I didn’t intend on writing a blog post about this, but I was compelled to. There’s a new movie coming out called Thor about a Norse god and other gods, roles that traditionally were played by white men. But now actor Idris Elba will assume the role of Heimdall, one the greek gods (not Thor). As you can see, he’s black. Well some white racists, a white supremacy group, are in an uproar and plan to boycott the movie saying that white people should have some things unique and sacred to them.
Ok, so people have their opinions and they feel the way they feel. As a journalist who loves the fact that this country allows us to voice our likes and dislikes, I say more power to them and let them protest their discontent. It’s the American way.
However, on my Facebook page I was a little disturbed by a black woman who said (and I quote)
“IDK about this one… Why is Thor being played by Idris anyway? Just a thought. I mean he was a Norse god in Germanic mythology. Not that I would protest it but I don’t think I’d want someone specific to our culture played by someone white either. Just saying.”
It’s interesting to me when black folks talk down about equal rights. Because this is exactly what this falls under EQUAL rights. So is this woman saying that Idris should not have auditioned or won the part even if he was the best person who auditioned for it? Is she saying that his talents should have been overlooked because his skin is too dark and lovely?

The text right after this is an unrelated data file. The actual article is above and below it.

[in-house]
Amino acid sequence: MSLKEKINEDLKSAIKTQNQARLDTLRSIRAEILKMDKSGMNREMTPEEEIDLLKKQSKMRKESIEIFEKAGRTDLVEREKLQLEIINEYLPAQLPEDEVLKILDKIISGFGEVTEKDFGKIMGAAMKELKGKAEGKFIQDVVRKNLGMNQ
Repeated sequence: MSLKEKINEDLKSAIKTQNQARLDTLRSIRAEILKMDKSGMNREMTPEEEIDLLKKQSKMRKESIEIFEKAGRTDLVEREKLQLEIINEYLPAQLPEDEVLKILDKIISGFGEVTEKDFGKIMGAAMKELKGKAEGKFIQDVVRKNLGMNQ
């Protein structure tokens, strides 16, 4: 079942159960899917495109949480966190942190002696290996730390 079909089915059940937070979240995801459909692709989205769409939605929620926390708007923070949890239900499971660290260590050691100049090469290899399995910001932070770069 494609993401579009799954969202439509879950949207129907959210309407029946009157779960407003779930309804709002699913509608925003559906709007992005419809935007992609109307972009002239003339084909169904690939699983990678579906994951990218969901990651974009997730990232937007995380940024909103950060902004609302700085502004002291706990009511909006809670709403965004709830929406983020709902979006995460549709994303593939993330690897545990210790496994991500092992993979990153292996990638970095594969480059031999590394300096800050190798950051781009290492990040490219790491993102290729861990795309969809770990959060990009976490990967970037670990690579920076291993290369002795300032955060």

That’s exactly what she’s saying in my book.
So why don’t we tell every little child in the world who wants to audition for a play or any role that was traditionally played by a white kid to just “forgettaboutit.”
Just last week a theater near where I live, held auditions for the play Charlie and the Chocolate Factory and my 6-year-old daughter wanted to audition for the part of Violet, the white girl who chewed bubblegum and blew up like a balloon.
We didn’t go because I didn’t prepare her monologue but there was never, EVER a moment in my mind where I thought she shouldn’t audition because she was black and Violet was white. And if I did go, there would have been an uproar (BY ME) if anyone even remotely said “Take your black child back home because this part is solely for a little white girl”
In fact you know how we found out about the part? My daughter’s WHITE teacher suggested I take her to audition because my daughter is so spunky and SO dramatic, she thought she’d be perfect for the role. That white teacher obviously looked at my daughter’s talent and looked past her skin color.
Actually saying Idris Elba shouldn’t play Heimdall is like saying why allow a black man to “play” President of the United States because it was always played by a white man! We can’t have those kind of thoughts. We’ve got to do away with that.
There’s a children’s book I love called Amazing Grace where the little black girl wanted to play Peter Pan in a play and all her classmates told her no because she wasn’t a boy and she was black and Peter was white. Well she auditioned anyway and got the part and there were some really good lessons in there from her mom and grandma about how she could do and be anything she wanted to be even if the role was not traditionally played by someone her color. I bought the book for my kids so they can embrace that lesson.
This situation with Idris is the same thing. We’ve got to do better about how we think. If we set limitations for our kids based on their color, no one would ever allow them to do anything, including trying to run this county. It’s acting. It’s a role. What’s the big deal? It’s a made-up pretend character and you’re telling me even when we make up characters we still can’t get in because we don’t fit in? Shame on anyone who is still hung up on skin color. Everything is not just black and white. So how about we look beyond that into the spectrums of someone’s true talent!